On August 16, 2007, Plaintiffs appealed to the Court of Special Appeals, seeking review of the same constitutional issues presented to the circuit court and a determination of whether the penalties and interest assessed against them should be waived for reasonable cause. The Comptroller noted a cross-appeal, questioning whether the Tax Court had discretionary authority to reduce or abate interest on the assessments against Plaintiffs when the interest was assessed by statute. The Court of Special Appeals held that the SNRT did not violate the United States Constitution or the Maryland Constitution and Declaration of Rights. The court further held that the Tax Court had the authority to consider and order the abatement of interest.
The Court of Special Appeals ultimately concluded that the SNRT was a valid compensatory tax and that it did not violate the Equal Protection Clause. The Court of Special Appeals similarly rejected Plaintiffs’ contention that the SNRT violated the Privileges and Immunities Clause. Likewise, the Court of Special Appeals held that the SNRT did not violate Article 24 of the Declaration of Rights and the Maryland Constitution. Finally, the Court of Special Appeals held that the Tax Court had statutory authority to consider and order the abatement of interest. The Court of Special Appeals therefore remanded the case to the Tax Court to consider the issue of abatement.
Plaintiffs appealed to the Court of Appeals, which affirmed.
LAW: Maryland residents and nonresidents alike are taxed under Maryland Code (1988, 2004 Repl.Vol.), §10–105 of the Tax General Article (“T.G.”), which establishes the State income tax rates. Maryland residents are also subject to a county tax, mandated by T.G. §10–103 and §10–106. The rate of a resident’s county tax is determined by where the resident is domiciled on the last day of the taxable year. §10–103(a)(1)(i). The only county income taxes permitted in the State are those prescribed in these sections of the Tax General Article, and the counties have no authority to impose income taxes other than those established by State statute. See T.G. §10–103(b). Residents file a single tax return that reflects both county and State income taxes.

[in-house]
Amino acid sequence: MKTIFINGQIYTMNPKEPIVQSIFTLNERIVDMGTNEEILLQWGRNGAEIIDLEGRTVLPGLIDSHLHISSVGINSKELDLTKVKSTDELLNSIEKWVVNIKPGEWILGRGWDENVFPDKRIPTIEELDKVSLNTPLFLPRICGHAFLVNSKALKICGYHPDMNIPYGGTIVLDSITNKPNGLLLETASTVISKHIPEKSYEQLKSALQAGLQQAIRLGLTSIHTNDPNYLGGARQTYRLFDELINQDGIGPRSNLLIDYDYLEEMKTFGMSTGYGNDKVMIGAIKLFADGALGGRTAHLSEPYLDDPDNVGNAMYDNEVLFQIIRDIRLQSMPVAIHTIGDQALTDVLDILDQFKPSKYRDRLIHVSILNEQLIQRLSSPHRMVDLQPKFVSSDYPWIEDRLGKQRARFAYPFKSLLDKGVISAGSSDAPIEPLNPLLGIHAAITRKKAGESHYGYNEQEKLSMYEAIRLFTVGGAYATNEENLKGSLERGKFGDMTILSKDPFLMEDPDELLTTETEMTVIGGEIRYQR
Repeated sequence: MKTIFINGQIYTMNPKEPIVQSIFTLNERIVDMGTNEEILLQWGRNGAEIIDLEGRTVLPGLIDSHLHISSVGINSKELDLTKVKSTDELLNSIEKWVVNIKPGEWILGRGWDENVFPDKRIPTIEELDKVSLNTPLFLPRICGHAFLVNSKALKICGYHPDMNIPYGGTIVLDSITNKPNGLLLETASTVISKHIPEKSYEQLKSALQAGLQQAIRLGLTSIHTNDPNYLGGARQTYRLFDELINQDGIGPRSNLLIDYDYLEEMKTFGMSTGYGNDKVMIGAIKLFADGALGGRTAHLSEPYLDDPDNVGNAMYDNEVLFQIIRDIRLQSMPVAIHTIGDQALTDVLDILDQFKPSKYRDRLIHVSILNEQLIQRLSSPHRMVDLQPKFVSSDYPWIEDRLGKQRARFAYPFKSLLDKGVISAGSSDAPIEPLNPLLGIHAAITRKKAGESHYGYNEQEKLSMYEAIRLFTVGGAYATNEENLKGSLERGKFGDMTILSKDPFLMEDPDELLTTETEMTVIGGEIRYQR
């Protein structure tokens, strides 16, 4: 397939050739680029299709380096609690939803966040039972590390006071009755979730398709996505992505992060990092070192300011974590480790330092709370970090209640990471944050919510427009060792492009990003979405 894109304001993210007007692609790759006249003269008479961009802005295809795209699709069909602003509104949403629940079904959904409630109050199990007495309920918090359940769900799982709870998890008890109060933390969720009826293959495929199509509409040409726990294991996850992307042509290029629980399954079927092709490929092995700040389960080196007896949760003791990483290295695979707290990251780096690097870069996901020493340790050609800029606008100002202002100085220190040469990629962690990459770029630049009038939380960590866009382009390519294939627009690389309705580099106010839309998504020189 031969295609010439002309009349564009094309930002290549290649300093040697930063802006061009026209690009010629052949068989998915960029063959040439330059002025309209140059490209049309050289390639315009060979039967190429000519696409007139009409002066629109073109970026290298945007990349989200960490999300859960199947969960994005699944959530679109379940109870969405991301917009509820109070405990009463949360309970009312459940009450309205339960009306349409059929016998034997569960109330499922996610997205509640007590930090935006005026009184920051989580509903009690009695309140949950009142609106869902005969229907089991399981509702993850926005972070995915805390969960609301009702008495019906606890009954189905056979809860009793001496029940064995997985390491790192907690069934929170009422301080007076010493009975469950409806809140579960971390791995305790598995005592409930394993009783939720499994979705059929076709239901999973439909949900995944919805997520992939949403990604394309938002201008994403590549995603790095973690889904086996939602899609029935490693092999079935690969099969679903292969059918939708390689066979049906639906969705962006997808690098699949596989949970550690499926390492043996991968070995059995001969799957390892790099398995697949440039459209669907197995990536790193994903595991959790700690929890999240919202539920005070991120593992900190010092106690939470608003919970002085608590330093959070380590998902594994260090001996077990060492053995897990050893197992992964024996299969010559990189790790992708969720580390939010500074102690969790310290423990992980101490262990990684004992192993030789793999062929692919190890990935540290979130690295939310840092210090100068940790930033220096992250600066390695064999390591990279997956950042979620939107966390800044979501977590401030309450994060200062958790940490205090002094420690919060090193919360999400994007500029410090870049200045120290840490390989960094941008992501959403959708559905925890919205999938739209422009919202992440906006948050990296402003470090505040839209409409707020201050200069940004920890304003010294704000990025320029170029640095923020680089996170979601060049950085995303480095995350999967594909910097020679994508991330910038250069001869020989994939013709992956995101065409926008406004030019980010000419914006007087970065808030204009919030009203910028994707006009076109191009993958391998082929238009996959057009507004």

During the time period relevant to this case, §10–106.1 required a nonresident who owed income taxes in Maryland to pay the State income tax of 4.75%, and a tax equal to the lowest county tax rate imposed by any county in the State, which, at the time, was 1.25%. The SNRT, however, was not distributed to any particular county after it is collected by the Comptroller. Instead, under T.G. §2–609, after making the statutorily required distributions, the Comptroller distributed the remaining income tax revenue from individuals to the General Fund of the State. Thus, the Comptroller distributed to the taxpayers’ county of residence the remaining county tax revenue, and then deposits the remaining SNRT revenues into the State’s General Fund.